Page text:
Author Reply
Yes, history is a powerful teacher and I agree the history makes sense here. It is often difficult to get public audiences to sit still long enough to absorb the history of how we got ourselves here. For those who will hear it, let us tell that story. For the millions of others . . . —Tiffany A Manuel, more

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Regional Property ManagerThe RPM is responsible for the overall management of residential and commercial properties owned and leased by Opportunity Council throughout its regional, three-county, service territory. The person filling this new position will have the opportunity to reorganize and grow the agency’s... Read Full Listing
Executive Vice President of Real Estate CommonBond Communities is seeking a candidate for this senior leadership position—a compelling and visionary leader who will form powerful relationships with internal and external stakeholders, and a strategic thinker who will promote sustainable growth and advancement... Read Full Listing
Housing and Neighborhood Equity Planner/AnalystTexas Housers seeks a planner/analyst committed to racial equity in the provision of housing and public infrastructure, disaster recovery, and environmental justice. The person in this role will work in the Houston metro area with leaders and residents of low-income... Read Full Listing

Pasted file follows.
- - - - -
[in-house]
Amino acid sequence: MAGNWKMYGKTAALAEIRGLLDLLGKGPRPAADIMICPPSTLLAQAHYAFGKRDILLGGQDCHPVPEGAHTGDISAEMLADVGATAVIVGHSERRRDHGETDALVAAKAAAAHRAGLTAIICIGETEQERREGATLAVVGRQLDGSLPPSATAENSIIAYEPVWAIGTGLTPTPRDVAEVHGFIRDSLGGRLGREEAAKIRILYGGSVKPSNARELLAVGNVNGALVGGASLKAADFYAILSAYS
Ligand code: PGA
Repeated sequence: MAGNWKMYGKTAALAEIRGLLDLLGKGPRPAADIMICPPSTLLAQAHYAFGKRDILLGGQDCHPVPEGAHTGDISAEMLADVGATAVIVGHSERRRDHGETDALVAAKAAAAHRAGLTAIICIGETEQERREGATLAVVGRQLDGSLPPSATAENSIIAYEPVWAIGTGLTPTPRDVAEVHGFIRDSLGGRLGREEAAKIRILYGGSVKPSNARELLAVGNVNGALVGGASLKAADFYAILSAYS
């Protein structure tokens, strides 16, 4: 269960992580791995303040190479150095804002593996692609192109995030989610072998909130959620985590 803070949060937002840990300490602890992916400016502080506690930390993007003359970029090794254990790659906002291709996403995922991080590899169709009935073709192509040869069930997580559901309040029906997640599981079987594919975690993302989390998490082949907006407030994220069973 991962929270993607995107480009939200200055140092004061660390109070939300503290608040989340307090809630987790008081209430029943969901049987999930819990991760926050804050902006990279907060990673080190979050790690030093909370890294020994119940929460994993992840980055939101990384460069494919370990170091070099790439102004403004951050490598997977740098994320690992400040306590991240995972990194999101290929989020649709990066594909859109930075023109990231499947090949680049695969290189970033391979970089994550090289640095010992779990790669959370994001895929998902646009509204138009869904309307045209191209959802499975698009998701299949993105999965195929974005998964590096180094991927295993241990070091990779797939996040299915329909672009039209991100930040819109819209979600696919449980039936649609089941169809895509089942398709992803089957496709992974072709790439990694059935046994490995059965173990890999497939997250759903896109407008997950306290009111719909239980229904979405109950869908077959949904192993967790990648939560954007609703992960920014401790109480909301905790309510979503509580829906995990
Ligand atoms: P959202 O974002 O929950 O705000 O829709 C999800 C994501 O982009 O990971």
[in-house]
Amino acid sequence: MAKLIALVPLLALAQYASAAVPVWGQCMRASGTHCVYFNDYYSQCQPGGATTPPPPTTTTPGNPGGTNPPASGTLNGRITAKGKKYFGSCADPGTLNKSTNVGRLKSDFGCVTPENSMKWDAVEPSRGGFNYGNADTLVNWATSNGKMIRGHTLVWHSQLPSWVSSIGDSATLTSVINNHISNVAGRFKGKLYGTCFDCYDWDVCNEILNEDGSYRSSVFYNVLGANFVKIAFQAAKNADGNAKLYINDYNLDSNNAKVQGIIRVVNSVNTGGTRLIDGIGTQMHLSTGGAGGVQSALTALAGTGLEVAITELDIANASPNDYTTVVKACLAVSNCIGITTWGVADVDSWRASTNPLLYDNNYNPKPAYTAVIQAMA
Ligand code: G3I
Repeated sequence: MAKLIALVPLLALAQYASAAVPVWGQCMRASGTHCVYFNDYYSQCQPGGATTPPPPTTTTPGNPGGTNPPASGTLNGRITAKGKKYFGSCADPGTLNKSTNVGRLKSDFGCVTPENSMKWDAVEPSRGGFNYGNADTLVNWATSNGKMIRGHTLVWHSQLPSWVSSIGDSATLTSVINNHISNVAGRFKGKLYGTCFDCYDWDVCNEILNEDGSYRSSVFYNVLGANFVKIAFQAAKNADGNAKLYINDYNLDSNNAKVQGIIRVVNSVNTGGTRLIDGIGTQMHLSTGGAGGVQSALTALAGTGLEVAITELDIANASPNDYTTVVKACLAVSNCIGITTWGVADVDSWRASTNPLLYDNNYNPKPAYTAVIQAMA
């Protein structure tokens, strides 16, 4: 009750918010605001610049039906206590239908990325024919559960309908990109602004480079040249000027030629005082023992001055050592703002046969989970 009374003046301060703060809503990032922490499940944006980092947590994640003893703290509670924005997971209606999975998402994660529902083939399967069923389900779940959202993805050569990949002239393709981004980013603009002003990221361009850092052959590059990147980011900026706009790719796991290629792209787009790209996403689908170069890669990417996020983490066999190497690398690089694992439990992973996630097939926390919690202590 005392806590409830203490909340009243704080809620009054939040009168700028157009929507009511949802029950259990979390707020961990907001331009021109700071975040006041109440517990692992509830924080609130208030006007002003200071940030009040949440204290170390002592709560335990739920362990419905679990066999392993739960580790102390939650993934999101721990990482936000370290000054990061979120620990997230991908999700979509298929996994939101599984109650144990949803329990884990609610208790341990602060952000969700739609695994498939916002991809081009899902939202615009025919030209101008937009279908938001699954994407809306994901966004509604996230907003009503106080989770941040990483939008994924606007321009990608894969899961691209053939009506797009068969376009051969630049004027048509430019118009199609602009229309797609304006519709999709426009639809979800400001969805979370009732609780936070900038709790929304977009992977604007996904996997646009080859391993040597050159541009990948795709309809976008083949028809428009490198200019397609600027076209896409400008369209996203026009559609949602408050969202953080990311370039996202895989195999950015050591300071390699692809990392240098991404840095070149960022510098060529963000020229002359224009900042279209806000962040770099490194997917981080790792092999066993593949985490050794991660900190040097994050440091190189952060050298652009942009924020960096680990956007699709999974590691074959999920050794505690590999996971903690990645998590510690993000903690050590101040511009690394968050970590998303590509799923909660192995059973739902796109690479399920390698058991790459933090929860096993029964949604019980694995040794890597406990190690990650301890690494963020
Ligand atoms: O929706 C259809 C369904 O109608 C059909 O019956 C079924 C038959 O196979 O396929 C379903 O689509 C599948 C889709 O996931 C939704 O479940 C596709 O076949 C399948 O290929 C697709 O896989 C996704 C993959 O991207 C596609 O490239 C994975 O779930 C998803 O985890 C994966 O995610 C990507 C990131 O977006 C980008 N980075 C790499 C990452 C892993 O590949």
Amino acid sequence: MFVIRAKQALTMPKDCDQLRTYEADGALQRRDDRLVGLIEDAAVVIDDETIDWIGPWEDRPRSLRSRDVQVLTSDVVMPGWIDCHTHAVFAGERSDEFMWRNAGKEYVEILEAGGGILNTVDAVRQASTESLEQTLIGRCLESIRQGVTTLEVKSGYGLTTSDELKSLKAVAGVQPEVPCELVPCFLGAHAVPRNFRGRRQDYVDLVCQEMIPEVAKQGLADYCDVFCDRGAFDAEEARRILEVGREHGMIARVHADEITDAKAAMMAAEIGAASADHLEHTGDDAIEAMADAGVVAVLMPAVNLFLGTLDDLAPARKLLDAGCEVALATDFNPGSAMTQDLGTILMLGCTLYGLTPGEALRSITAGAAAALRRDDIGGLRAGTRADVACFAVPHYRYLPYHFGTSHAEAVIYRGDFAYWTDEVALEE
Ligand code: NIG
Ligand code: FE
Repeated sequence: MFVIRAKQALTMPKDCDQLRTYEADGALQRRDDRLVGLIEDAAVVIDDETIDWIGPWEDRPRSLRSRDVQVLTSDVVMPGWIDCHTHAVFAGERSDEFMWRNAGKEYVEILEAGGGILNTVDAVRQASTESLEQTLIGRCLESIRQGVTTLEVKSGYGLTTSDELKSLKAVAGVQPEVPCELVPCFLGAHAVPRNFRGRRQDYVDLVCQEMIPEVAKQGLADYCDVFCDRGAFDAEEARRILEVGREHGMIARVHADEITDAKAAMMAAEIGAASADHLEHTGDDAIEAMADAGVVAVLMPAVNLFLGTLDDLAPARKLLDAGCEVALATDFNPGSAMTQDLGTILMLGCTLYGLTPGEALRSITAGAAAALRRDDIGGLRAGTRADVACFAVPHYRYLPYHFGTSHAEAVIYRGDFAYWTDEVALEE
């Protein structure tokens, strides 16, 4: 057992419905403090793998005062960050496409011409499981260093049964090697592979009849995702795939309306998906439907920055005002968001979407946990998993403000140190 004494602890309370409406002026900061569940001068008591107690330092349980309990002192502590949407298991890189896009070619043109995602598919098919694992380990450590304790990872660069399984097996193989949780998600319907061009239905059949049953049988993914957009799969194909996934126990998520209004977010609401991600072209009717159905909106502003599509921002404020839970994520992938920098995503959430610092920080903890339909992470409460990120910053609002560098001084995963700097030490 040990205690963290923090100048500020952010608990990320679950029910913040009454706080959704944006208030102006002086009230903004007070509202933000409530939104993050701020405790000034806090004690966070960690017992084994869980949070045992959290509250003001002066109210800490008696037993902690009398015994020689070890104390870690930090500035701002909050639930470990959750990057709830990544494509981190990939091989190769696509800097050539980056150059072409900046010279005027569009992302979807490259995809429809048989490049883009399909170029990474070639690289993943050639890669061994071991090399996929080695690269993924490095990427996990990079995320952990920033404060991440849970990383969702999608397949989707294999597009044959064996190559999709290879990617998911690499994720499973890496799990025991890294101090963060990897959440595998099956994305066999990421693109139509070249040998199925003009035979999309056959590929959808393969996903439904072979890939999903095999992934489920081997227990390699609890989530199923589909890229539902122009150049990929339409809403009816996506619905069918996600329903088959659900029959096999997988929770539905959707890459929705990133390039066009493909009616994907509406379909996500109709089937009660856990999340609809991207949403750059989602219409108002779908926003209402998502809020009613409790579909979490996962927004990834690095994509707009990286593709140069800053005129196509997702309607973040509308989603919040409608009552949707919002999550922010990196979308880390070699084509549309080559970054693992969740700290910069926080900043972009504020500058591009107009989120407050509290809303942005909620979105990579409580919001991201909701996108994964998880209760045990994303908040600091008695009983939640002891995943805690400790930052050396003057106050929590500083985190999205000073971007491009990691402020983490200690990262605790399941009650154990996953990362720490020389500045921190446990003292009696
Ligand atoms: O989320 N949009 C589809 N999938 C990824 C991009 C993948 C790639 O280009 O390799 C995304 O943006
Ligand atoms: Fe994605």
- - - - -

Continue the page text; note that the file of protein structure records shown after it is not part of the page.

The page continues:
Post-Disaster Infrastructure Equity Analyst and Housing Project ManagerThe person in this role will assess post-Hurricane Harvey housing and infrastructure rebuilding needs in lower-income communities in Austin, Houston, and south/east Texas, and will develop and advocate for socially and environmentally... Read Full Listing
President and CEO, Elevation Community Land TrustA collaborative of funders have partnered to launch this new community land trust (CLT) that will foster permanently affordable housing across metro Denver and ultimately statewide. As a new organization, the Elevation CLT requires a president & CEO who can build the organization, its board, its staff, and its assets... Read Full Listing